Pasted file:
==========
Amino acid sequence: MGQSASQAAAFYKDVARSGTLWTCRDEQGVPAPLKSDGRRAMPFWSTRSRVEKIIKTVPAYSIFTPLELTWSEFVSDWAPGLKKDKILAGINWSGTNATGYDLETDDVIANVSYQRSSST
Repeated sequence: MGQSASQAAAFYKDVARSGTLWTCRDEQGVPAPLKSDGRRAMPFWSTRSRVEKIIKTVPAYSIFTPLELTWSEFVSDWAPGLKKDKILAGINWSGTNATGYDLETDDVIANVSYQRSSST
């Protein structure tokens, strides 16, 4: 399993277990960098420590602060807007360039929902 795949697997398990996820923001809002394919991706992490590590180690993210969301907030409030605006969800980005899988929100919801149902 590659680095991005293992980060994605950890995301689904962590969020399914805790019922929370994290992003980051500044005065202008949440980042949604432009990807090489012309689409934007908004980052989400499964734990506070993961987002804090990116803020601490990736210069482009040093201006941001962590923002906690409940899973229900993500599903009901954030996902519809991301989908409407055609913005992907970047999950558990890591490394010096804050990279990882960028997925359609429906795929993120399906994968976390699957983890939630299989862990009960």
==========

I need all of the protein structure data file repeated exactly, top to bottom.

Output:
Amino acid sequence: MGQSASQAAAFYKDVARSGTLWTCRDEQGVPAPLKSDGRRAMPFWSTRSRVEKIIKTVPAYSIFTPLELTWSEFVSDWAPGLKKDKILAGINWSGTNATGYDLETDDVIANVSYQRSSST
Repeated sequence: MGQSASQAAAFYKDVARSGTLWTCRDEQGVPAPLKSDGRRAMPFWSTRSRVEKIIKTVPAYSIFTPLELTWSEFVSDWAPGLKKDKILAGINWSGTNATGYDLETDDVIANVSYQRSSST
């Protein structure tokens, strides 16, 4: 399993277990960098420590602060807007360039929902 795949697997398990996820923001809002394919991706992490590590180690993210969301907030409030605006969800980005899988929100919801149902 590659680095991005293992980060994605950890995301689904962590969020399914805790019922929370994290992003980051500044005065202008949440980042949604432009990807090489012309689409934007908004980052989400499964734990506070993961987002804090990116803020601490990736210069482009040093201006941001962590923002906690409940899973229900993500599903009901954030996902519809991301989908409407055609913005992907970047999950558990890591490394010096804050990279990882960028997925359609429906795929993120399906994968976390699957983890939630299989862990009960």